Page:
Shortening a Sleeve:  Compare your arm length measurement as for the lengthening section -- to the pattern length from top of seam allowance of shoulder to the hemline.  Fold and extend the pattern as described in steps 1-3, redraw the cutting lines and trim.  This may need to be done with cuff pinned at seam allowances to determine lengths of cuffed sleeves so more than one pattern piece will need to be altered.

Width Adjustments To Pattern Sections
 Determining how to alter the width of a garment pattern piece one must consider there are 4 edges that will be altered in the simplest of patterns. Therefore, any difference in circumference will need to be divided into four to determine where to make increase or reduction to ensure balanced side seams.
This book or system uses a dot system in which you measure, mark and then using a french curve, redraw the lines meeting the dots.

Reducing a Pattern Section

Basic Steps:
1. At the point where you need to reduce your pattern piece, measure in from the stitching line, mark with pencil 1/4 of the total amount to be reduced on each side seam.

2. Draw a new stitching line using French Curve graduating the curve from the point of reduction to the original stitching line.

3. Add seam allowance and draw in cutting line.  Trim.

Small Bust Adjustment:  I wasn't sure if I could find a great SBA tutorial for you but I saw this one and it looks pretty good.  If you are a little confused as to the concept, look at the FBA tutorial and make the same lines only instead for spreading, you will do the opposite.  You can do this with the pattern piece pinned to your in front of the mirror. Use pins to fasten, then take down and tape the adjustments, true seams.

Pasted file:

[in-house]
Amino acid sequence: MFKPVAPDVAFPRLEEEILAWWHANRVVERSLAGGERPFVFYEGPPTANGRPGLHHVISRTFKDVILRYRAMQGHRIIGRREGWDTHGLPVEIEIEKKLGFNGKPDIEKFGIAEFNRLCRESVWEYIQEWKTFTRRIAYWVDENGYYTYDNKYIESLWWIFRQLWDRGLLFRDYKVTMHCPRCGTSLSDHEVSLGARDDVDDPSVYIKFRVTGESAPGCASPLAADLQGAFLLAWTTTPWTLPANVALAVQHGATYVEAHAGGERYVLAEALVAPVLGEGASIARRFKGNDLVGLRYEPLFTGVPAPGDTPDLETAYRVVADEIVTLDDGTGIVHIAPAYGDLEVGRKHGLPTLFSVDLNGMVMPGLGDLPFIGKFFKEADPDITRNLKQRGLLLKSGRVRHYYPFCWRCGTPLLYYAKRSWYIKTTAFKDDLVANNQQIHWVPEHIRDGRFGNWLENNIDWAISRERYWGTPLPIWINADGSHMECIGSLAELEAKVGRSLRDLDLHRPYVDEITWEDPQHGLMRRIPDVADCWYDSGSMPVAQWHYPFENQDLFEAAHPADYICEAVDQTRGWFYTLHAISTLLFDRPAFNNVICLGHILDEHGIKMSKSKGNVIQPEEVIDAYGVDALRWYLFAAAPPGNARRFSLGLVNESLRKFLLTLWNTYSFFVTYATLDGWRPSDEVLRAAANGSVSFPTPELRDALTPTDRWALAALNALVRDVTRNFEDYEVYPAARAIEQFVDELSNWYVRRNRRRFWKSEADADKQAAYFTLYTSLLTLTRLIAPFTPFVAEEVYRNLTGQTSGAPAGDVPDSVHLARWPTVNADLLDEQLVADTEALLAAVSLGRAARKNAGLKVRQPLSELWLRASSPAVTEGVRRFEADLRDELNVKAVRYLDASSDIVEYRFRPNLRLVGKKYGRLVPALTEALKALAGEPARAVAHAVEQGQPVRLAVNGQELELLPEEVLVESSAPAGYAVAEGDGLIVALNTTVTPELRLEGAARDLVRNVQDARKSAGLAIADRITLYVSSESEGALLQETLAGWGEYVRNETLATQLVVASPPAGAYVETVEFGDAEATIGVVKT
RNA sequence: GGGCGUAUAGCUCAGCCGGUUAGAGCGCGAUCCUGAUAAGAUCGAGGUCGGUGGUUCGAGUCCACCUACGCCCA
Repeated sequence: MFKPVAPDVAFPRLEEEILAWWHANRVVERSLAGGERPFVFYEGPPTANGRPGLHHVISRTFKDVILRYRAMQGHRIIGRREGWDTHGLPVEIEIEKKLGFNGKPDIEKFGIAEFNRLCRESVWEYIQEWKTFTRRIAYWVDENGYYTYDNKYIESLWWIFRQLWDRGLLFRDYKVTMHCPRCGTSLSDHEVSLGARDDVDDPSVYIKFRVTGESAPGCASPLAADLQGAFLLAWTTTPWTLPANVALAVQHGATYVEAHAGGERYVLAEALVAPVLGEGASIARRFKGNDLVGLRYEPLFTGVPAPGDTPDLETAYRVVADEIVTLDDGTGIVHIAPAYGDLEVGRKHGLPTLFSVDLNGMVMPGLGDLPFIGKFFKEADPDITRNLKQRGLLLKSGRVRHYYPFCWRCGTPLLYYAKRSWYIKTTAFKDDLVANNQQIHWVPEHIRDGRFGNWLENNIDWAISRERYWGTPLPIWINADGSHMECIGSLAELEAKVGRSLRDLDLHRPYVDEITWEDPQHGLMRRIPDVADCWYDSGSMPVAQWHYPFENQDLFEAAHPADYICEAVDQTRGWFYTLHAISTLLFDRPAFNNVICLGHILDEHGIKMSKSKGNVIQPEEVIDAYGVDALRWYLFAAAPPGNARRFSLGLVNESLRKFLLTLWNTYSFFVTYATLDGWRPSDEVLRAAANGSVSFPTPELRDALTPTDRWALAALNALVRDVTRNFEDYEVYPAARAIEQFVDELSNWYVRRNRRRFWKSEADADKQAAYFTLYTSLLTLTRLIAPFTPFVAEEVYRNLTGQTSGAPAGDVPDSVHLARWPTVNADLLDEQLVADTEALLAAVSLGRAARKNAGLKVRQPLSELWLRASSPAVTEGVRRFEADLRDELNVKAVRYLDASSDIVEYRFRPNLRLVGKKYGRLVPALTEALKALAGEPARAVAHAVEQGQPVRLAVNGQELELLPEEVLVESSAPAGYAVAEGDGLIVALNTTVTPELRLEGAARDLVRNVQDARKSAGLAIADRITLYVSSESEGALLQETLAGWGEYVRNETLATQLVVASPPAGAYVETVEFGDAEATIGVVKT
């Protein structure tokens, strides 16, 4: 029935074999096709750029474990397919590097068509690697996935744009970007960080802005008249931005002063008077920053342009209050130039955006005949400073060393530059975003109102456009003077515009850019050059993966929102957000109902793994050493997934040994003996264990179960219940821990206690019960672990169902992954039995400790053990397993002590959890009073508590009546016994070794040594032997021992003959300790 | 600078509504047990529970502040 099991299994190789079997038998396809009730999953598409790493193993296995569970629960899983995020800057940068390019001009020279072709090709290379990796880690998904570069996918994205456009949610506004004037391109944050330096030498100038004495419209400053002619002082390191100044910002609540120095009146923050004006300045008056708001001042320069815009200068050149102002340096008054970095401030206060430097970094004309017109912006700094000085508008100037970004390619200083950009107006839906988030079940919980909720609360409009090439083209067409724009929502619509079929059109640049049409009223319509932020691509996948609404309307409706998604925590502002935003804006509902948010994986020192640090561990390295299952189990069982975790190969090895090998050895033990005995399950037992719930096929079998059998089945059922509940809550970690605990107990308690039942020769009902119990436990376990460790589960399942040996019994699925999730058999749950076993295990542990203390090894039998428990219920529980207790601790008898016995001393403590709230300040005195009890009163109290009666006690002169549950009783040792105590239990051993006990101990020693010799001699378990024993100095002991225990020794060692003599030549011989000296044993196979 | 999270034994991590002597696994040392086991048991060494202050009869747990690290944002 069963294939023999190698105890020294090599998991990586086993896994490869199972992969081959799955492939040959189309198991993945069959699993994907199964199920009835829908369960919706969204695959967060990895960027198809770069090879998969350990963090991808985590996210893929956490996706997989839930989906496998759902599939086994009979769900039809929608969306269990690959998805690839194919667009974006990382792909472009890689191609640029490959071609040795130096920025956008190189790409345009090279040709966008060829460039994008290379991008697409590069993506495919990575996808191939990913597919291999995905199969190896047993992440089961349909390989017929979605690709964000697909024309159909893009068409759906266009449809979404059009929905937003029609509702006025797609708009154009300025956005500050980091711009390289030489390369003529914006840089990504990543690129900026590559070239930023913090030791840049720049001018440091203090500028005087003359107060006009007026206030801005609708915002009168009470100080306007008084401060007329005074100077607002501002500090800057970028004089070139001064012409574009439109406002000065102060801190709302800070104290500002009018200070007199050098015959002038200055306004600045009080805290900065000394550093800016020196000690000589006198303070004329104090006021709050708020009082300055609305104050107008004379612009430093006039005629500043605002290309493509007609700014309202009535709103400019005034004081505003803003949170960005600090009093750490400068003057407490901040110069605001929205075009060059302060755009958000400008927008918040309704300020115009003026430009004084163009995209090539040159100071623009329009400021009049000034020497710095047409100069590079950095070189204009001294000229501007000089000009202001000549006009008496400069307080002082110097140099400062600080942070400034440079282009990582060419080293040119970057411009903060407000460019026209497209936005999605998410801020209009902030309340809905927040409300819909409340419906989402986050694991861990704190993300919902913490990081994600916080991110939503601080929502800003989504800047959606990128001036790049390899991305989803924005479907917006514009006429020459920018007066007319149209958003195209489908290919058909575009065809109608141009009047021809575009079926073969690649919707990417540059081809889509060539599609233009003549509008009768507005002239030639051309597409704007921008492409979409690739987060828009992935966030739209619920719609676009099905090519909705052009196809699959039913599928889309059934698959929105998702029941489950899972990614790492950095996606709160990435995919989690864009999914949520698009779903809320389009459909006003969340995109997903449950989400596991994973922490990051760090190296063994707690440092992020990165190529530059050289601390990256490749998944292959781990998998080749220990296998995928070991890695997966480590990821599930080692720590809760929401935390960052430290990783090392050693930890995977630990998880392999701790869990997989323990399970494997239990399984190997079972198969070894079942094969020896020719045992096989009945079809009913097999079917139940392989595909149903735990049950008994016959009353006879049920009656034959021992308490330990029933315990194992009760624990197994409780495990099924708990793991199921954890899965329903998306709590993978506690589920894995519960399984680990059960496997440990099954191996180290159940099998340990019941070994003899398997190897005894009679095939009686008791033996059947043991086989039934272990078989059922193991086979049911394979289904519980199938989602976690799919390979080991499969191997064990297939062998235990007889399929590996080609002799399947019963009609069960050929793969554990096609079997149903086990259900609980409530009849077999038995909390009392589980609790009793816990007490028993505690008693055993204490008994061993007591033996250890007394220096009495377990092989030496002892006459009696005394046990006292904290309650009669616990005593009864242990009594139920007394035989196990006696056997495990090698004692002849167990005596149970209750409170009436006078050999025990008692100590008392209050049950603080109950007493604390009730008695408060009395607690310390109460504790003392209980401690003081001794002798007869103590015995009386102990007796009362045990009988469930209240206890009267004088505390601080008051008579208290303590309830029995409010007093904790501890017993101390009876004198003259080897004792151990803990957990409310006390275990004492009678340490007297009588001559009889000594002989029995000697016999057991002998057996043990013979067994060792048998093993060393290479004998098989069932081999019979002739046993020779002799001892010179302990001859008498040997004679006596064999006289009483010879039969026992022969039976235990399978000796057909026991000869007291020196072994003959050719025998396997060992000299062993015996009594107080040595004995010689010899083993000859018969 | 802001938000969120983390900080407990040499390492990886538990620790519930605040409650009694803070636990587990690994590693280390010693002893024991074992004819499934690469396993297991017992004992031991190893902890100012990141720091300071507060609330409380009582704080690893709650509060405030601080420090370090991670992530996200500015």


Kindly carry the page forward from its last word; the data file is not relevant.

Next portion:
I recommend the Palmer-Pletsch book Fast Fit for Real People for really good directions for different types of bodices (princess seam, etc.).

Reducing at Waistline and/or Hipline:  For a one piece dress, skirt or pants: Compare your waist measurement and hip measurement with that printed on the pattern envelope.   Make your waist mark using 1/4 of the difference and also make your hip mark.  Follow steps 1-3 using French curve to draw in new seam line and cutting lines.  Repeat for back section.

Enlarging a Pattern Section
Basic Steps for Enlarging: 
1. Lay your pattern piece on a strip of paper cut to extend about 2 inches underneath the pattern and about 2 inches beyond the edge.  Tape or pin pattern to paper.

2. At the point where you need to enlarge your pattern piece, measure out from the stitching line and mark 1/4 of the total amount to be enlarged on each seam.  Measure as far into the seam allowance or paper as necessary.

3. Draw a new tapered stitching line from the point of enlargement into the original stitch line with a French curve, trueing the seam. Mark and trim the new cutting line.

Full Bust Adjustment --I could try to duplicate theses great directions but why when I can show off this great blogger?

Enlarging at the waistline and hipline.
For a one piece dress, skirt or pants, compare your measurements with the pattern envelope measurements and divide the difference by 4. Add that to the point on your pattern.  I like to also do the same with the hip to ensure correct fit as well as the under bust.  Using a French curve, true the seam lines, add the cutting lines and trim.  If it is just pants or skirt, no need to check underbust, just draw up to end of pattern and follow the steps 1-3.


  1. Wow, as you know I am not a sewer but love to read about sewing, so I would say that such an article is amazingly useful. At least now I "get" the principles of amending! Great blog as always.